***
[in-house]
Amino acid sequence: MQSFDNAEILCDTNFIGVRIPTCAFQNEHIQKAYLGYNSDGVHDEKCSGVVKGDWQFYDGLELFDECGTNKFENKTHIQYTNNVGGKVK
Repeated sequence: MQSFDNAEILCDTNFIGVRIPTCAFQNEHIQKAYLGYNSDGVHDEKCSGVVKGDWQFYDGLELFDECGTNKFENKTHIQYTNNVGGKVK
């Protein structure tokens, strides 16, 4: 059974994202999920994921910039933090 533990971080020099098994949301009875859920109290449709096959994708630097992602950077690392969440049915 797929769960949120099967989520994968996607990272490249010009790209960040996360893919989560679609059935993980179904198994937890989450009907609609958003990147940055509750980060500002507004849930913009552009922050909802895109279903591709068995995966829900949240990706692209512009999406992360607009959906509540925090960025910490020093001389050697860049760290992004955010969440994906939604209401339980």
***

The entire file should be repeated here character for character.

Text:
[in-house]
Amino acid sequence: MQSFDNAEILCDTNFIGVRIPTCAFQNEHIQKAYLGYNSDGVHDEKCSGVVKGDWQFYDGLELFDECGTNKFENKTHIQYTNNVGGKVK
Repeated sequence: MQSFDNAEILCDTNFIGVRIPTCAFQNEHIQKAYLGYNSDGVHDEKCSGVVKGDWQFYDGLELFDECGTNKFENKTHIQYTNNVGGKVK
């Protein structure tokens, strides 16, 4: 059974994202999920994921910039933090 533990971080020099098994949301009875859920109290449709096959994708630097992602950077690392969440049915 797929769960949120099967989520994968996607990272490249010009790209960040996360893919989560679609059935993980179904198994937890989450009907609609958003990147940055509750980060500002507004849930913009552009922050909802895109279903591709068995995966829900949240990706692209512009999406992360607009959906509540925090960025910490020093001389050697860049760290992004955010969440994906939604209401339980």